Avatar At A Glance
|Project Avatar (Source: avatar.java.net)|
Thin Server Architecture
What is really in Avatar?
All that is left on the Server – Services
An service extends either a REST, WebSocket or Push (SSE) abstraction and it’s life-cycle is completely handled by the framework. Service implementations can leverage built-in Node modules as well as most third-party modules. Thanks to Nashorn’s support for direct invocation of Java code you can also use most Java libraries directly.
The Client Side – Views
Putting it all together. A Simple Example.
Oracle provides a decent set of examples and documentation for Avatar which basically is enough to get you started. First thing to try it out yourself is a JDK 8 Early Access Build for your OS. At the time of writing I tried it with the latest Developer Preview b118. After installing you need to get the latest GlassFish Open Source Edition 4.0 server and unzip it into a suitable location. Make sure it runs with the installed JDK 8 by either putting <jdk8>/bin to your PATH environment variable or adding the following entry to the <gf4>/glassfish/config asenv.bat/conf
No go ahead to download latest avatar-1.0-ea.zip and expand it to the <gf4>/glassfish/ directory. After that you need to set a AVATAR_HOME environment variable and point it to the <gf4> install directory. And make sure to add %AVATAR_HOME%glassfishbin to your PATH environment variable.
If all of that is done you can switch to your workspace folder and issue the following command to have Avatar creating a simple example app for you:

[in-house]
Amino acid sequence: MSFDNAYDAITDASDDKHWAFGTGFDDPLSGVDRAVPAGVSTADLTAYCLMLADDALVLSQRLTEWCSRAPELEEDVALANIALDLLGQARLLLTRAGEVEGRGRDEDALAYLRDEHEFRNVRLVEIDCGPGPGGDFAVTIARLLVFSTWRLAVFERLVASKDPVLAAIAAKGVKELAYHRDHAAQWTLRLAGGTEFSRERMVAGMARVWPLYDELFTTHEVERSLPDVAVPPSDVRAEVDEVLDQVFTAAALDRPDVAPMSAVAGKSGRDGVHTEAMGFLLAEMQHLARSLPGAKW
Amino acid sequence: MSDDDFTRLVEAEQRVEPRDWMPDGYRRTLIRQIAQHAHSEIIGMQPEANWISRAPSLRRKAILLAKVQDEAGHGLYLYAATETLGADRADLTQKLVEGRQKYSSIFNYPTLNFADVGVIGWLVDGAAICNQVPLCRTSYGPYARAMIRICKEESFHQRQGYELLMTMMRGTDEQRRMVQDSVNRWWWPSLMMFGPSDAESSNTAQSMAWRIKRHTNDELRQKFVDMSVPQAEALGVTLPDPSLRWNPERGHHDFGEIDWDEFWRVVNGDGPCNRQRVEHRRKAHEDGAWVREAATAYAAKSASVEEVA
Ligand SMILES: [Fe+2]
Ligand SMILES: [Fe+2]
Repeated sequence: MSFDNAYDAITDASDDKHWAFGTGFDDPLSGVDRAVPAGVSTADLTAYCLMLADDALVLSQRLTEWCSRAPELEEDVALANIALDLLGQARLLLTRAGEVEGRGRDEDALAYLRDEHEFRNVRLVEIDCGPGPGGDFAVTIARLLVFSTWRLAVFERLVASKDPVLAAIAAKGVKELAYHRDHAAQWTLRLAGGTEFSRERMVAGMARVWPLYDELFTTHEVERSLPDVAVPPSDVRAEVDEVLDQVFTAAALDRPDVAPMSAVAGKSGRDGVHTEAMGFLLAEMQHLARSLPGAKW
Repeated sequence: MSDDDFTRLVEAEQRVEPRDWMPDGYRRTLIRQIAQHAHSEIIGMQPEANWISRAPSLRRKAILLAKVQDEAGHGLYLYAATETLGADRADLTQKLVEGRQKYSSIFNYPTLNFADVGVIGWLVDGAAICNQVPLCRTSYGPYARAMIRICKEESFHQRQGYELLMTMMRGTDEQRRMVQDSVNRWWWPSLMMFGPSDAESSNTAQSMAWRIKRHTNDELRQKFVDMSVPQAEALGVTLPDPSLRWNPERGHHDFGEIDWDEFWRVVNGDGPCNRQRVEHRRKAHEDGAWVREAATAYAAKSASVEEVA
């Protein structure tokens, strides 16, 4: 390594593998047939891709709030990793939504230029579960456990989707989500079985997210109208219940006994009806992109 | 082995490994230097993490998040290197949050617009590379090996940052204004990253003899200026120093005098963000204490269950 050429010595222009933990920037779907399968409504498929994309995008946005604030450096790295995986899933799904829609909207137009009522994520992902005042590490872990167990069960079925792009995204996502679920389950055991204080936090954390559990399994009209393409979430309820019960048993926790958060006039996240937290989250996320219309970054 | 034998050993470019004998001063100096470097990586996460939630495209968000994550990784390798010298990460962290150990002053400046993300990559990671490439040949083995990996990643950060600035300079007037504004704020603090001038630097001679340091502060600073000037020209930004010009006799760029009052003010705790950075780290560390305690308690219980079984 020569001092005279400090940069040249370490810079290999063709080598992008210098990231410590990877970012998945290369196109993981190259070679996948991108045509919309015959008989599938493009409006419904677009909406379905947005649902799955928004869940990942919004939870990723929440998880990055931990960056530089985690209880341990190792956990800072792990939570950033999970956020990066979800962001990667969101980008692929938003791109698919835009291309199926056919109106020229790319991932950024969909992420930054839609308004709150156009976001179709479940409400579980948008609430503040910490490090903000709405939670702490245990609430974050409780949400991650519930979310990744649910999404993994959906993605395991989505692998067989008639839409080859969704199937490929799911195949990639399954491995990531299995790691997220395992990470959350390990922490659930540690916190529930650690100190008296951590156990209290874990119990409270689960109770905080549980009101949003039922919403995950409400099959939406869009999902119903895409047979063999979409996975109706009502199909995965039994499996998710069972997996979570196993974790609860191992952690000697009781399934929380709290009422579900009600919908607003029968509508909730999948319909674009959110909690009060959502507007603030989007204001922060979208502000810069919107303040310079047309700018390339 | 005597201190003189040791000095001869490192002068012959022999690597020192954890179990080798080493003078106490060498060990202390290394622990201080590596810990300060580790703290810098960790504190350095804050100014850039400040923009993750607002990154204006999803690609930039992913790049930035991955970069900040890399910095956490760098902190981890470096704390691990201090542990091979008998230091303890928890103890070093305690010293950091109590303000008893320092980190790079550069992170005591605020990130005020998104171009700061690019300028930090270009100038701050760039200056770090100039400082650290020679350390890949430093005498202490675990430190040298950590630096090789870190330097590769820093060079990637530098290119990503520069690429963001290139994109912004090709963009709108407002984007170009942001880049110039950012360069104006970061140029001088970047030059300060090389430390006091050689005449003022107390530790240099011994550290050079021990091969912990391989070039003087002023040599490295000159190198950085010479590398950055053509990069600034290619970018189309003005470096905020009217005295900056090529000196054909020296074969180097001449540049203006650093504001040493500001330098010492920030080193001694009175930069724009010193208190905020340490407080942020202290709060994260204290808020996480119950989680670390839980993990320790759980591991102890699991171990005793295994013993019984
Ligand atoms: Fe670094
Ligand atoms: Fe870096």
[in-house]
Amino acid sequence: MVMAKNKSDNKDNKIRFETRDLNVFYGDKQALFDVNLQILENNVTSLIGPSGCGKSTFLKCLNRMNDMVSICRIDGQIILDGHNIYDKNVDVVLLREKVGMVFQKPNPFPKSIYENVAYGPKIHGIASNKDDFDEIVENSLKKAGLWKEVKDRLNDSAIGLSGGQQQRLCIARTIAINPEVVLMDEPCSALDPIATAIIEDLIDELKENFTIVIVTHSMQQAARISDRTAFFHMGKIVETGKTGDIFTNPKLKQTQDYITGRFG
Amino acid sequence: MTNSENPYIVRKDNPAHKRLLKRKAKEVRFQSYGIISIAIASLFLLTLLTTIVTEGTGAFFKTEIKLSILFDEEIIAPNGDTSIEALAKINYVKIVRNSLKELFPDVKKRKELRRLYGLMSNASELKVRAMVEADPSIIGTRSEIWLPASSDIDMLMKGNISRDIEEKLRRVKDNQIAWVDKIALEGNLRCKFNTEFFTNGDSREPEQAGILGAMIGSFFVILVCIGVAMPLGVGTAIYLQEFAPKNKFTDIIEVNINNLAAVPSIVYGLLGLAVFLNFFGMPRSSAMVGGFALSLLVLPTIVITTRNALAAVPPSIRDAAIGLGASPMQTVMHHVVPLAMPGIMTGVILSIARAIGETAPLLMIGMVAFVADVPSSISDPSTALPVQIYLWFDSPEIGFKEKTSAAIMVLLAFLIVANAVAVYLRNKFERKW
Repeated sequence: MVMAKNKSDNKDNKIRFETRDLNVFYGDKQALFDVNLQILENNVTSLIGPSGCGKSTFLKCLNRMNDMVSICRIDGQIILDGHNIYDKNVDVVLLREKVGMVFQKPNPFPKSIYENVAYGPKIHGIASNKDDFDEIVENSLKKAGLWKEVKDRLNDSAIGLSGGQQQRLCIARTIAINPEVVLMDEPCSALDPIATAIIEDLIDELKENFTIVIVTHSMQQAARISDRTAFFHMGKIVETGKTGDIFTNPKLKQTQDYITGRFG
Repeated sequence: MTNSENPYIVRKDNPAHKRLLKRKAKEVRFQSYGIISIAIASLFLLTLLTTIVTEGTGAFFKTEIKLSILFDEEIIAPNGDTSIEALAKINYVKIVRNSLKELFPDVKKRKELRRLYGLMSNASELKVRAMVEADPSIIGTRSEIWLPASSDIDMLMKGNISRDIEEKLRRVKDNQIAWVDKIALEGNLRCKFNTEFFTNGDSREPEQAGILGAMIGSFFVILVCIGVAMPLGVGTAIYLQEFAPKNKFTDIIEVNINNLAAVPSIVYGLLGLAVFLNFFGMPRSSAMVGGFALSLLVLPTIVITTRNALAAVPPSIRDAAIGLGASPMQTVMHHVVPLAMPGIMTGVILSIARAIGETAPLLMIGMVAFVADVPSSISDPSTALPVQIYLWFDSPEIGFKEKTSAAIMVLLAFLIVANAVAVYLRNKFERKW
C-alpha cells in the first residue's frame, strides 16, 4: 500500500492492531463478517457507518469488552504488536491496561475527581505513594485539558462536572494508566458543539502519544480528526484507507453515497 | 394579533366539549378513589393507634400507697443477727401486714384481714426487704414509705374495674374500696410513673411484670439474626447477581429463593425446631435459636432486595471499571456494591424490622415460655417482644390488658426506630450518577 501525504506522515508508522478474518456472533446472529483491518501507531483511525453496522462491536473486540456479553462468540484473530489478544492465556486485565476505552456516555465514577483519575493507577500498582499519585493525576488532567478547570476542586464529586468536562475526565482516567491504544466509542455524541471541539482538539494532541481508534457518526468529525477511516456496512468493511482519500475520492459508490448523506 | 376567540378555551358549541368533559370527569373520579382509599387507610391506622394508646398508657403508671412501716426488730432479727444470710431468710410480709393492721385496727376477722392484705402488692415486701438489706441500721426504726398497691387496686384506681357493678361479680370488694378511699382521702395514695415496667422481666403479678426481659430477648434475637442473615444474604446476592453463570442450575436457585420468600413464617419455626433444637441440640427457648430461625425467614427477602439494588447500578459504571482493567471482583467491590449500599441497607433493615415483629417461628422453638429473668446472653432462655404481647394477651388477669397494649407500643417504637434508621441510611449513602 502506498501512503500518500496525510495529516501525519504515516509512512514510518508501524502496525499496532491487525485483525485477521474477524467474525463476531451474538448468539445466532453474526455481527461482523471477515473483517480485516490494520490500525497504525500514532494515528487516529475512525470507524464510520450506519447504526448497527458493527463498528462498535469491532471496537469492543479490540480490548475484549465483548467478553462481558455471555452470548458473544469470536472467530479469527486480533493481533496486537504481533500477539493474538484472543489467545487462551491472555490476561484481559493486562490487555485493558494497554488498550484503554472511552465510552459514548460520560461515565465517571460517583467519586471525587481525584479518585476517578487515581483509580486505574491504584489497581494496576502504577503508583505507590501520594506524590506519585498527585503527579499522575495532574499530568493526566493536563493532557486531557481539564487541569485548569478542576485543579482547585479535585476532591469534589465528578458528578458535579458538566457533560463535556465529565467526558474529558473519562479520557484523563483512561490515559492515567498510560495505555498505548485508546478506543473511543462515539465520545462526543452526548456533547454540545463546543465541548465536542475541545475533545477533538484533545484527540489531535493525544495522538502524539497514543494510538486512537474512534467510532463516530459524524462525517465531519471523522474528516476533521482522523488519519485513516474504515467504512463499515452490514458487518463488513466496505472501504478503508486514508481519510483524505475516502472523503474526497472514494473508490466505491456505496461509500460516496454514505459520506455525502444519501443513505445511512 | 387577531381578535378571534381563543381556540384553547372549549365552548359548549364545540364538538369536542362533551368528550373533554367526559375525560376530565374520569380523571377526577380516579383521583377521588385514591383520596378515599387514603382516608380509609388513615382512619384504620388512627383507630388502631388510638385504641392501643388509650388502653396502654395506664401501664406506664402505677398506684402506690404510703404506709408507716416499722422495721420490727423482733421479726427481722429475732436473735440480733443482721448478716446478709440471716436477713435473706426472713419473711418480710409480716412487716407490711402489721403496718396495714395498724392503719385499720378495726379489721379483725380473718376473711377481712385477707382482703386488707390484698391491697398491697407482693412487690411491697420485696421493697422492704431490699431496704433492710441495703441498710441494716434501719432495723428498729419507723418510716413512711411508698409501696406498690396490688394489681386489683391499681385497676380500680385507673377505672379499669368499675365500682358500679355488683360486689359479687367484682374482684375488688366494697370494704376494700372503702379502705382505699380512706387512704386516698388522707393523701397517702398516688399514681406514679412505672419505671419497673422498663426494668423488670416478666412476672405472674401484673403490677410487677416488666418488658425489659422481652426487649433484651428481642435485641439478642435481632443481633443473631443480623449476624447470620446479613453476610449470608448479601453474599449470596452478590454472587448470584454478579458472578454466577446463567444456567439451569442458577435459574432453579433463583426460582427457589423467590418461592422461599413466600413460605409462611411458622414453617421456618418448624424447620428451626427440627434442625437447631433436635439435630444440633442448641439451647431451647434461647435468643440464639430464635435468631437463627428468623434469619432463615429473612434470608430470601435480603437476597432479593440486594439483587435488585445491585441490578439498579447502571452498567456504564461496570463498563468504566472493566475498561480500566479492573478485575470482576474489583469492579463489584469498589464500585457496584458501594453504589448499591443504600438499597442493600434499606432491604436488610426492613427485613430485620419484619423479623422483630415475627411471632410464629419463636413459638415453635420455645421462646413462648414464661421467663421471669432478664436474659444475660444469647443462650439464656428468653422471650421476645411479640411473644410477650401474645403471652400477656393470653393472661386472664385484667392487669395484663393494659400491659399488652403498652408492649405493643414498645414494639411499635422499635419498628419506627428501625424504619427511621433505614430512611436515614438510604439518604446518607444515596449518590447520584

avatar new --example=hello
It creates a basic “hello” application which only consists of a view. It is a good place to start exploring and you can directly start your Glassfish instance afterwards and deploy the application as you would with every typical Java EE application:
asadmin deploy hello
|The “hello-example” app.|
Pointing your browser to http://localhost:8080/hello will display the application. You can start editing the view located at <workspace>/hello/view/src/hello.html directly. While the server is running Avatar takes care of re-compiling it directly for the next request. This ensures a rapid development. This behavior is controlled by the “debug=true” property in the avatar.properties file and can be altered for productive systems. Further on, setting it to false causes all .js and .css files to be minimized before delivery.
At least if you first download and add the required YUI Compressor (jar download) to Avatar first. Due to license restrictions it hasn’t been bundled. Simply put it into <gf4>/glassfish/modules/avatar-ext/lib. You might need to create that directory first.
Beside this very simple example without any service at all there are more complex ones available with the distribution at %AVATAR_HOME%/Project-Avatar-examples/. For convenience reasons there is a complete examples.ear available which can be directly deployed and tested. To access the samples simply prefix the example name with “demo-“. So the “rest” example can be accessed via http://localhost:8080/demo-rest/.
|TodoMVC – Example App with Avatar|
You have to look out for different features to be showcased in the different examples. If you want to know how Avatar handles persistence you can exactly look into the rest example which uses a FileDataProvider to save the items. Another interesting example is the TodoMVC based app (http://localhost:8080/demo-todo/). It showcases a more complex view which also has been styled.
What is next?
I wish you a happy holiday season and a new year filled with peace and prosperity.
Author: Markus Eisele
Markus Eisele leads developer tools marketing at Red Hat. He has been working with Java EE servers from different vendors for more than 14 years, and gives presentations on his favourite topics at leading international Java conferences. He is a Java Champion, former Java EE Expert Group member, and founder of JavaLand. He is excited to educate developers about how microservices architectures can integrate and complement existing platforms.
He is also the author of “Modern Java EE Design Patterns” and “Developing Reactive Microservices” by O’Reilly. You can follow more frequent updates on Twitter @myfear or Mastodon @firstname.lastname@example.org